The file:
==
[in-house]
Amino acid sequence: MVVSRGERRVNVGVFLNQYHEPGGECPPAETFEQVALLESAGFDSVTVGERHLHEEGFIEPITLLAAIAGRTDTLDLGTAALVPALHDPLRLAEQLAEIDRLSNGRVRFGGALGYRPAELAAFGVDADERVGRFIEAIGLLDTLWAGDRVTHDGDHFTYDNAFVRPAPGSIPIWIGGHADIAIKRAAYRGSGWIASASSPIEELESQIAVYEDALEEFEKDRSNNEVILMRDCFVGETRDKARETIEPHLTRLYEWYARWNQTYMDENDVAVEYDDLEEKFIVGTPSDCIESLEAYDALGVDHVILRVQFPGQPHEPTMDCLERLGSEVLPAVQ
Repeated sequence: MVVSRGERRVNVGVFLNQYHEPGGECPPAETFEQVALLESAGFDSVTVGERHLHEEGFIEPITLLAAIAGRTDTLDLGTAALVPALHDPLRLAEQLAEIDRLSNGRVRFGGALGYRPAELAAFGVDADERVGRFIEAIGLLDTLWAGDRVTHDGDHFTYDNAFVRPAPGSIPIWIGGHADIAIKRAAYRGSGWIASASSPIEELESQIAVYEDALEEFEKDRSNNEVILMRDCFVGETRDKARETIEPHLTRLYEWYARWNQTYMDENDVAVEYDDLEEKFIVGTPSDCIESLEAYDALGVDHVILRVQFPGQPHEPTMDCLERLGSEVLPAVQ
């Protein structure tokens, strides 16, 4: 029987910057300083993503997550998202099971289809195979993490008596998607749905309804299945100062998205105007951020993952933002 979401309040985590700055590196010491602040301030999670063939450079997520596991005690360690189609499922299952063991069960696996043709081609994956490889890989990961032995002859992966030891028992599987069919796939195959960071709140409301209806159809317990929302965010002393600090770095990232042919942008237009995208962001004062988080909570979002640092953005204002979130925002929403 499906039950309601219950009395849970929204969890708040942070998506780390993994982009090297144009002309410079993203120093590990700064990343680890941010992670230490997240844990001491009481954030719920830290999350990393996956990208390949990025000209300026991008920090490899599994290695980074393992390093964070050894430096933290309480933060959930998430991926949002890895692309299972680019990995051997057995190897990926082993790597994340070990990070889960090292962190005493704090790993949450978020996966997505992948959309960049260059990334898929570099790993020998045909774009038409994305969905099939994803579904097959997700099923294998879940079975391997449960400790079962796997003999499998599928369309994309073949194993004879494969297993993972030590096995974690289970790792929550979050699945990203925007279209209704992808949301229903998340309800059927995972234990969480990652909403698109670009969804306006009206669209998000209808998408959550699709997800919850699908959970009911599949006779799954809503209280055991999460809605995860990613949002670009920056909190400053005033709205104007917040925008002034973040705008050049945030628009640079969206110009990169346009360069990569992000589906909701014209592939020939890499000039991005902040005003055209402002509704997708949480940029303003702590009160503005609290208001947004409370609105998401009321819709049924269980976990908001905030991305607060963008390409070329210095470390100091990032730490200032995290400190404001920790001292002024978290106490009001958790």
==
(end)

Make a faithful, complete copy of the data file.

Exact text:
[in-house]
Amino acid sequence: MVVSRGERRVNVGVFLNQYHEPGGECPPAETFEQVALLESAGFDSVTVGERHLHEEGFIEPITLLAAIAGRTDTLDLGTAALVPALHDPLRLAEQLAEIDRLSNGRVRFGGALGYRPAELAAFGVDADERVGRFIEAIGLLDTLWAGDRVTHDGDHFTYDNAFVRPAPGSIPIWIGGHADIAIKRAAYRGSGWIASASSPIEELESQIAVYEDALEEFEKDRSNNEVILMRDCFVGETRDKARETIEPHLTRLYEWYARWNQTYMDENDVAVEYDDLEEKFIVGTPSDCIESLEAYDALGVDHVILRVQFPGQPHEPTMDCLERLGSEVLPAVQ
Repeated sequence: MVVSRGERRVNVGVFLNQYHEPGGECPPAETFEQVALLESAGFDSVTVGERHLHEEGFIEPITLLAAIAGRTDTLDLGTAALVPALHDPLRLAEQLAEIDRLSNGRVRFGGALGYRPAELAAFGVDADERVGRFIEAIGLLDTLWAGDRVTHDGDHFTYDNAFVRPAPGSIPIWIGGHADIAIKRAAYRGSGWIASASSPIEELESQIAVYEDALEEFEKDRSNNEVILMRDCFVGETRDKARETIEPHLTRLYEWYARWNQTYMDENDVAVEYDDLEEKFIVGTPSDCIESLEAYDALGVDHVILRVQFPGQPHEPTMDCLERLGSEVLPAVQ
């Protein structure tokens, strides 16, 4: 029987910057300083993503997550998202099971289809195979993490008596998607749905309804299945100062998205105007951020993952933002 979401309040985590700055590196010491602040301030999670063939450079997520596991005690360690189609499922299952063991069960696996043709081609994956490889890989990961032995002859992966030891028992599987069919796939195959960071709140409301209806159809317990929302965010002393600090770095990232042919942008237009995208962001004062988080909570979002640092953005204002979130925002929403 499906039950309601219950009395849970929204969890708040942070998506780390993994982009090297144009002309410079993203120093590990700064990343680890941010992670230490997240844990001491009481954030719920830290999350990393996956990208390949990025000209300026991008920090490899599994290695980074393992390093964070050894430096933290309480933060959930998430991926949002890895692309299972680019990995051997057995190897990926082993790597994340070990990070889960090292962190005493704090790993949450978020996966997505992948959309960049260059990334898929570099790993020998045909774009038409994305969905099939994803579904097959997700099923294998879940079975391997449960400790079962796997003999499998599928369309994309073949194993004879494969297993993972030590096995974690289970790792929550979050699945990203925007279209209704992808949301229903998340309800059927995972234990969480990652909403698109670009969804306006009206669209998000209808998408959550699709997800919850699908959970009911599949006779799954809503209280055991999460809605995860990613949002670009920056909190400053005033709205104007917040925008002034973040705008050049945030628009640079969206110009990169346009360069990569992000589906909701014209592939020939890499000039991005902040005003055209402002509704997708949480940029303003702590009160503005609290208001947004409370609105998401009321819709049924269980976990908001905030991305607060963008390409070329210095470390100091990032730490200032995290400190404001920790001292002024978290106490009001958790």